Goddesses in Hinduism: The Icons of Female Power

The concept of goddess has been present since the prehistoric period of the Sindhu-Saraswati civilization. Around the same time, a similar female goddess phenomenon also became noticeable in other world cultures. There are carvings of exuberant feminine deities in the Saraswati-Sindhu excavations, and there are similar figures in the Greek and Egyptian culture.

In the early Vedic period, the female aspect of the Divine was pushed to the background by the prominently masculine Brahminic tradition. Even though there appeared to be serious discrimination against women in the Vedic laws and rituals, this soon was more than compensated by assigning high status to female goddesses. The Vedas asserted man as the head of the family. Soon, however, the female goddesses projected women in an equal, occasionally superior position, thus making adequate counterchecks for a power struggle between the two genders!

Goddesses in human form also appeared later as consorts of their male gods: Parvati, the goddess of power, with Lord Shiva; Saraswati, the goddess of learning, with Lord Brahma; and Lakshmi, the goddess of wealth, with Lord Vishnu. Hindus recognized women as the creative power, or Shakti. In all Hindu rituals, the female consort became an essential and equal participant. The Puranic scripture Devi Mahatmya, which was most likely compiled between the fifth and the seventh centuries, describes at length the concept and phenomenon of the supreme goddess in all her glory. Scriptures mention that Lord Rama prayed before goddess Durga, before embarking on war with Ravana. Thus woman became the symbol of power and energy in Hindu philosophy. Also when the man wants prosperity, he worships goddess Lakshmi; when he wants knowledge, he worships goddess Saraswati. Thus woman occupies the highest status, complimentary with man.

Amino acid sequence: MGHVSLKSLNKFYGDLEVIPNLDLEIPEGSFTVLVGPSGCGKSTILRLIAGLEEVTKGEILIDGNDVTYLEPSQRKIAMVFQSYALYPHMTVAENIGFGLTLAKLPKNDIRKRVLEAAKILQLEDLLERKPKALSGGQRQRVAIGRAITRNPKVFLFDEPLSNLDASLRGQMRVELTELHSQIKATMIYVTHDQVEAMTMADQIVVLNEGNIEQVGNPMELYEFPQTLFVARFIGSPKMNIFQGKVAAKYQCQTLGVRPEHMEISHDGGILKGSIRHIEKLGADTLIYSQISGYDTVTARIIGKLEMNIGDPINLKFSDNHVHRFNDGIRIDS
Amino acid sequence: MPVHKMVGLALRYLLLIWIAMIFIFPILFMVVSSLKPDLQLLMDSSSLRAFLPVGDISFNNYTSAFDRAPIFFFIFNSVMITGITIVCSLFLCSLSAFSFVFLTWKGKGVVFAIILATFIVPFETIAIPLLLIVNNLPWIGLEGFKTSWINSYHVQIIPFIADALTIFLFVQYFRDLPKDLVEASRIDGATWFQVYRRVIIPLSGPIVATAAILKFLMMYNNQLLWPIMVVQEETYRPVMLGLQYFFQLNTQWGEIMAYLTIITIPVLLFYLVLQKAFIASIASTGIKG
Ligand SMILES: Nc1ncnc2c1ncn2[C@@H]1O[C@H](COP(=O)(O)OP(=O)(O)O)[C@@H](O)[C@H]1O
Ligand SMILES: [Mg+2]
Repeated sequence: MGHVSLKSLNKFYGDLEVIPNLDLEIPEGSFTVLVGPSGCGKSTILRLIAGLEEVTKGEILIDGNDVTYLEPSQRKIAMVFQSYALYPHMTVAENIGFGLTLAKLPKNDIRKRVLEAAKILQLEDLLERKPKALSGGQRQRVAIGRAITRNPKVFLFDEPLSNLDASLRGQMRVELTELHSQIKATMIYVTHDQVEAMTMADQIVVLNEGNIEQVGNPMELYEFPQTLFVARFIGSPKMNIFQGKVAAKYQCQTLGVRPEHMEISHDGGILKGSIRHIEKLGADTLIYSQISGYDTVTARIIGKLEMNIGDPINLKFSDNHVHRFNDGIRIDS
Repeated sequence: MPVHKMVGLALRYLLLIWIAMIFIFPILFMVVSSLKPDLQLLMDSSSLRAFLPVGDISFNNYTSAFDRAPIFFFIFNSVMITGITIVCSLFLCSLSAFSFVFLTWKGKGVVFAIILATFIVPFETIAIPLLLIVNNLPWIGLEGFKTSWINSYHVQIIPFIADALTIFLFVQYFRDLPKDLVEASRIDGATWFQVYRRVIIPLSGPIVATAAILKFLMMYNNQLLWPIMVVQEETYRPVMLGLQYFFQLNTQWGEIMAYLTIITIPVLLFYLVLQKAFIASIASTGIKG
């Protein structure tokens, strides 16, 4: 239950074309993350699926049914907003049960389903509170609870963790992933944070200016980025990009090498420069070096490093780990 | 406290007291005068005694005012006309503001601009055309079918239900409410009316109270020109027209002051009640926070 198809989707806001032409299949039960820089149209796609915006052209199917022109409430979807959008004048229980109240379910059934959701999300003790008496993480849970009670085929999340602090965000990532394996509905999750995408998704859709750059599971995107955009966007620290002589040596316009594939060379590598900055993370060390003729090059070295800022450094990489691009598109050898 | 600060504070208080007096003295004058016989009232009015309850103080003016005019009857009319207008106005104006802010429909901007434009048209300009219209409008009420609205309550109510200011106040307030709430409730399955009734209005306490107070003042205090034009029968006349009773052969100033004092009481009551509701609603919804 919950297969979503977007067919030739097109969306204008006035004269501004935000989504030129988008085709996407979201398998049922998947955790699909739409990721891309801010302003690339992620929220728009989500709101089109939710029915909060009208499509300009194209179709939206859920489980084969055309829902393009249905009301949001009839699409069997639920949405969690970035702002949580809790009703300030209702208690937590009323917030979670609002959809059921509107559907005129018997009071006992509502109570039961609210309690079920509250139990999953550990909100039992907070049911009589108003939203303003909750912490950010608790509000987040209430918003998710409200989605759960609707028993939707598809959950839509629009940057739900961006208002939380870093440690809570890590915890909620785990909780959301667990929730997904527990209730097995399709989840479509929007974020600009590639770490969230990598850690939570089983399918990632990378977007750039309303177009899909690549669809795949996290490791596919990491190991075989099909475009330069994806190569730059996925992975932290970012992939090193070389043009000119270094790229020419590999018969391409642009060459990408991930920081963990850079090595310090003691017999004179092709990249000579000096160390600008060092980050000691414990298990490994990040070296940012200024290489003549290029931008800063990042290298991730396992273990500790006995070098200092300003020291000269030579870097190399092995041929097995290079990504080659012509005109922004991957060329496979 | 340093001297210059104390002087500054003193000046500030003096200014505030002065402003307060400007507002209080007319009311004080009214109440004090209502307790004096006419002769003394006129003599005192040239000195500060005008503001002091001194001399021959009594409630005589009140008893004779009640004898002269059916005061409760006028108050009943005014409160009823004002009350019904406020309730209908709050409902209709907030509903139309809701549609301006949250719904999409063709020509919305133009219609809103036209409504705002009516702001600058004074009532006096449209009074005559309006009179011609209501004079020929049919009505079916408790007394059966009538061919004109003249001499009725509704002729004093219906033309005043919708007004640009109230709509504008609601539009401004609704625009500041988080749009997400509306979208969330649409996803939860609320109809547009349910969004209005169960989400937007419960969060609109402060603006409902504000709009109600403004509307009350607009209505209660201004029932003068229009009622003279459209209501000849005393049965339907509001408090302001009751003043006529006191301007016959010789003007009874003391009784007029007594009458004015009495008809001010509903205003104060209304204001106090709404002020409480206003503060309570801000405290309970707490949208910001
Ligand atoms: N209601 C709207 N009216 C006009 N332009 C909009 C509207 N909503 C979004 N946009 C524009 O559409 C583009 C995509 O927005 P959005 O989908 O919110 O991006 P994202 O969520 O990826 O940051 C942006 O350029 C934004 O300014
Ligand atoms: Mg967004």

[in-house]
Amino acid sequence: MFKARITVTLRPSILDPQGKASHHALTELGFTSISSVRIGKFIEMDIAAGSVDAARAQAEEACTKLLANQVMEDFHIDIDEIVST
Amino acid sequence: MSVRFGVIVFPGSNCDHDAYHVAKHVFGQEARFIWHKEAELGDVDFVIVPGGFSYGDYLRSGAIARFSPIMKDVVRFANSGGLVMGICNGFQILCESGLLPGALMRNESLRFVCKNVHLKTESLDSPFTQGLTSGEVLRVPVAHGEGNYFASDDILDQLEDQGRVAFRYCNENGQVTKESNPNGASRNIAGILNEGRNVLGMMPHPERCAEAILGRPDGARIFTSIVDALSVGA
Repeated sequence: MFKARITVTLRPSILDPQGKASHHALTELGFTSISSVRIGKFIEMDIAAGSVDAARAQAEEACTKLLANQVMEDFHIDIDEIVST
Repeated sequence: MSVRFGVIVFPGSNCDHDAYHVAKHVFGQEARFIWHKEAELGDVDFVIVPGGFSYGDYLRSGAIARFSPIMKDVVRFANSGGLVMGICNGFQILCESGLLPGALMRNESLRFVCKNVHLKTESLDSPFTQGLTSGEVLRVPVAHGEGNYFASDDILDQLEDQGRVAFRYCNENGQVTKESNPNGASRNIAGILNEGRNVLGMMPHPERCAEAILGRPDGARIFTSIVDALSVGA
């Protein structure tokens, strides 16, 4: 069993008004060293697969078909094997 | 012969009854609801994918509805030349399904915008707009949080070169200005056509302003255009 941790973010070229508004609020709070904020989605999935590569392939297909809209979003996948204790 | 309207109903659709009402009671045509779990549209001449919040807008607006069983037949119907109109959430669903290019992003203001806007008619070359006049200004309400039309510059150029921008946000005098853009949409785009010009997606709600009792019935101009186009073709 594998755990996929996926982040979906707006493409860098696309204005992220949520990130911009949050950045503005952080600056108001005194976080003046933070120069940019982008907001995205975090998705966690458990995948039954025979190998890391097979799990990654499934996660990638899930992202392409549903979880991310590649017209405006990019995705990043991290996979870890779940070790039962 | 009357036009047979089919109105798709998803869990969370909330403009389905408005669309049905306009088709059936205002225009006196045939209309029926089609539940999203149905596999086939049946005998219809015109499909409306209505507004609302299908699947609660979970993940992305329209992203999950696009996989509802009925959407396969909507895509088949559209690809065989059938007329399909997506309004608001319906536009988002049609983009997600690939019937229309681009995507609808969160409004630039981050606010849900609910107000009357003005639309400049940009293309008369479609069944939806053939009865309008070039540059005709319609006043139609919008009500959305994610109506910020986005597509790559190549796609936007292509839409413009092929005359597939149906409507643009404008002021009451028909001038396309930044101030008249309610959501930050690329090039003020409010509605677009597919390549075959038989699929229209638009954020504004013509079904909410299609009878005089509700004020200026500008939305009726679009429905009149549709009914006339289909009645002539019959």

Although there is evidence of ancient feminine deities in the pre-historic Saraswati-Sindhu civilization, the female aspect was pushed to the background in the Vedic Era due to the dominance of the masculine Brahminic tradition. Women were not even allowed to study the scriptures! Soon however this misstep was rectified. In the Upanishads we encounter two very fierce female scholars, Maitreyi and Gargi, who pose most arduous and demanding questions to the learned sages. Later, in Puranic scriptures, feminine deities assumed their full stature, in the form of female consorts to their male counterparts. As is the custom in Hindu theology, the gods often bow down to and worship each other; scriptures mention that Lord Rama prayed before Goddess Durga before embarking on his war with Ravana. Thus woman became the symbol of power and energy in Hindu philosophy. When man wants prosperity, he worships Goddess Lakshmi; when he wants knowledge, he worships Goddess Saraswati. It is rather exceptional that even rivers like Ganga (Ganges) and animals like cow were allotted the ‘Goddess’ status in Hindu culture. In more recent times, the soft loving mother aspect of Goddess has been more eulogized in preference to the fierce energy (Shakti) identity. Sri Ramakrishna worshipped Goddess Kali Maa, more in the soft motherly form. His consort Sri Sarda Devi, who held the highest position after his passing away, remains a shining example of divinity in the human form in our own times. She adopted the ancient dictum of the Mahabharata: tasmat tikshnataram mridu, which translates to “by gentleness one can overcome the greatest difficulty in the world.” Repeatedly, she emphasized, “Do not look at the faults of others, lest your eyes should become impure.”The dynamic pattern is noticeable.